This example reveals that glucose esters such as glucose pentapropionate can be rapidly and easily prepared in high yields using sequentially, Ca(OH)2 and MSA as the catalysts while limiting the anhydride to control the reaction exotherm. When the reaction temperature was maintained at about 90° C., the reaction was completed in 5.3 h and the reaction product was essentially colorless. Even with shorter reaction times, higher temperatures led to the development of more color. Surprisingly, although the last part of the reaction was conducted using MSA as the catalyst which generally provides the α anomer (ca. 59-67%), the product was observed to have a high β anomer (62-64%) content similar to that obtained using only Ca(OH)2 as the catalyst (66-68%). However, the mixed catalyst system allows for a more rapid reaction (ca. 5 h versus 14-20 h for Ca(OH)2 only) with less color in the final reaction product. The color of the glucose pentapropionate produced by this method is low so that the β-GPP is suitable for use as a plasticizer.

Example 5

Anhydride Limited Preparation of Glucose Pentaacetate using Ca(OH)2 as a Catalyst

A 12 L 4-neck round bottom flask was equipped with a thermocouple, a reflux condenser, a diamond tipped IR probe for an ASI React IR 4000, a liquid pump feeder and a mechanical stirrer. Acetic anhydride (1700 g, 16.7 moles, 0.4 hydroxyl eqs), acetic acid (1825 g), α-D-glucose (1500 g, 8.33 moles) and 2.04 g of Ca(OH)2 (27.5 mmol, 0.003 glucose eqs) were added to the flask and the flask was then flushed with N2. The reaction mixture was heated to 80° C. and the consumption of acetic anhydride and production of acetic acid was monitored by IR. When the initial charge of acetic anhydride had reacted (1.2 h), 850 g (8.3 mole, 0.2 hydroxyl eqs) of acetic anhydride was pumped to the reaction vessel in 58 min. After 2.6 b at 80° C., the reaction temperature set point was increased to 90° C. at which point the reaction mixture became a homogeneous, pale yellow solution. After 28 min at 90° C., an additional 6 g of Ca(OH)2 (0.08 mole, 0.01 glucose eqs) was added to the reaction mixture. The reaction temperature was maintained at 90° C. until all of the Ca(OH)2 dissolved. Three hours 40 min after the beginning of the reaction, 2250 g (25 moles, 0.6 hydroxyl eqs) of acetic anhydride was pumped to the reaction vessel over a period of 1.7 h. The reaction was held at 90° C. for a total of 18.8 h before heating to 120° C. where it was held for an additional 5.3 h. Carbon powder (169 g) was added and the reaction was allowed to cool to room temperature. The carbon powder was removed by filtration and the light yellow solution was poured into 2 volumes of water. A fine white precipitate formed immediately and 1 volume of water was added to harden the precipitate. The white powder was isolated by filtration and washed with water until the filtrate pH was 7. The white solids were dried under reduced pressure at ca. 60° C. which provided 2503 g (77%) of a white powder. Proton NMR revealed that the product was glucose pentaacetate with a DS of 5.06 with an α/β ratio of 28/72.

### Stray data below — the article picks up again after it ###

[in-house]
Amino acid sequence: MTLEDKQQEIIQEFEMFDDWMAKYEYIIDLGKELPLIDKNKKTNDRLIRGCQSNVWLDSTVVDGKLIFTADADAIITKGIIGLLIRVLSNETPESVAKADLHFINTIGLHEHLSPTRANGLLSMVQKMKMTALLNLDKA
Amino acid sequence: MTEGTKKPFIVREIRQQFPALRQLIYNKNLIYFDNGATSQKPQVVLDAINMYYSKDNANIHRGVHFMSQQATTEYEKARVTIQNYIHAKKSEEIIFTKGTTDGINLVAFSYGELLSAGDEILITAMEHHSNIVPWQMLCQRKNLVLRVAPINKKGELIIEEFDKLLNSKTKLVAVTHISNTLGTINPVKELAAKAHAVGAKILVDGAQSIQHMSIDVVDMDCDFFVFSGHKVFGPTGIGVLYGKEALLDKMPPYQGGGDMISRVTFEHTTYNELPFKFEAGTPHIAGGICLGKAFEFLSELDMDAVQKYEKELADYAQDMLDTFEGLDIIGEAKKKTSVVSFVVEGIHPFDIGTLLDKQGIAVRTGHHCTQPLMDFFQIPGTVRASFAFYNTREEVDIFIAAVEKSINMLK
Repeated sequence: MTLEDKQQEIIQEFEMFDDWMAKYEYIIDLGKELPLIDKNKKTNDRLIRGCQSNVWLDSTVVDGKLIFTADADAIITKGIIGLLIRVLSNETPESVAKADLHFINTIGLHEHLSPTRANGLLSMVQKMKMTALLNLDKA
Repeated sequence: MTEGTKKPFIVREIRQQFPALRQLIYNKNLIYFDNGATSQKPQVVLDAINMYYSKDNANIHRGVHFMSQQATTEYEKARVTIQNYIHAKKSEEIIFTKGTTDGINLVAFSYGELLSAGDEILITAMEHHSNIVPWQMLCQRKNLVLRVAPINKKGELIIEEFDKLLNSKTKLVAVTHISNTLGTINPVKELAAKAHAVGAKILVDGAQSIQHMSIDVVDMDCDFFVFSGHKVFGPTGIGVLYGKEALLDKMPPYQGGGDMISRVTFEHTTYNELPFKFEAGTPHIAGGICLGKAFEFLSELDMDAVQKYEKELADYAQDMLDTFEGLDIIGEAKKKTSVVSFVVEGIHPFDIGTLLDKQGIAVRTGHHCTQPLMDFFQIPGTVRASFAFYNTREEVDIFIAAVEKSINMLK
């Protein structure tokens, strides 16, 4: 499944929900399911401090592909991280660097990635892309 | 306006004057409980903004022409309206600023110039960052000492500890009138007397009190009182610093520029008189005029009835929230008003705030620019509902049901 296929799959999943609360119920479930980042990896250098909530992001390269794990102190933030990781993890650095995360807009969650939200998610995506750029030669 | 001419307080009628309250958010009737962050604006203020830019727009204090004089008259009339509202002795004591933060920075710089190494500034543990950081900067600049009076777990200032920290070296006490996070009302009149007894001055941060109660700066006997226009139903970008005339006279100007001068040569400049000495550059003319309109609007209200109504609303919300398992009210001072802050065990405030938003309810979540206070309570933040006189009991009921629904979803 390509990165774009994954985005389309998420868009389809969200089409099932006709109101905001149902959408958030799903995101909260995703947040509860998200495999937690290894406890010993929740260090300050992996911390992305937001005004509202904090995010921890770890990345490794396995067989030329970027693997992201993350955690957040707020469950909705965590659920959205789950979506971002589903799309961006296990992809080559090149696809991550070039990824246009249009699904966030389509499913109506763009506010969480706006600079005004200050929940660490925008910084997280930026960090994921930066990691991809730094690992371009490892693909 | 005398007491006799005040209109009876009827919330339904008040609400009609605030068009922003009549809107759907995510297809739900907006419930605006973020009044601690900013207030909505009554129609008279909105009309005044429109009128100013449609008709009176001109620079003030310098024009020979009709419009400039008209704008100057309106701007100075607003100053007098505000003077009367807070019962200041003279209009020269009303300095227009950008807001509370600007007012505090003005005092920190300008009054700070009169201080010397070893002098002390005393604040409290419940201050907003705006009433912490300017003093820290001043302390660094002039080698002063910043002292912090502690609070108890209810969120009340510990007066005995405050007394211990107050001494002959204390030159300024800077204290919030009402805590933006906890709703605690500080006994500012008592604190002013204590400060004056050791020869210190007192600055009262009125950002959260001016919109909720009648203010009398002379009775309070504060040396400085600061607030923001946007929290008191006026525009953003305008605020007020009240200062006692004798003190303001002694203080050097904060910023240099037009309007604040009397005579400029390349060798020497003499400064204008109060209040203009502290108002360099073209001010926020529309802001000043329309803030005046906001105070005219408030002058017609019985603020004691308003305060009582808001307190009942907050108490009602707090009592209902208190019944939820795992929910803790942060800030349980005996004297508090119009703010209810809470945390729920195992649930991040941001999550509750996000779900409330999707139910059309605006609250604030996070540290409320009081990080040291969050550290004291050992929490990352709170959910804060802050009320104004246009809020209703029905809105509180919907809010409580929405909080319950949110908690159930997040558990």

This example reveals that glucose pentaacetate with excellent color can be safely prepared in high yield using Ca(OH)2 as the catalyst when limiting the amount of anhydride supplied to the reaction. The glucose pentaacetate was of sufficient quality to be used as a plasticizer.

Example 6

Preparation of Glucose Pentapropionate by Dehydration using Ca(OR)2 as the Catalyst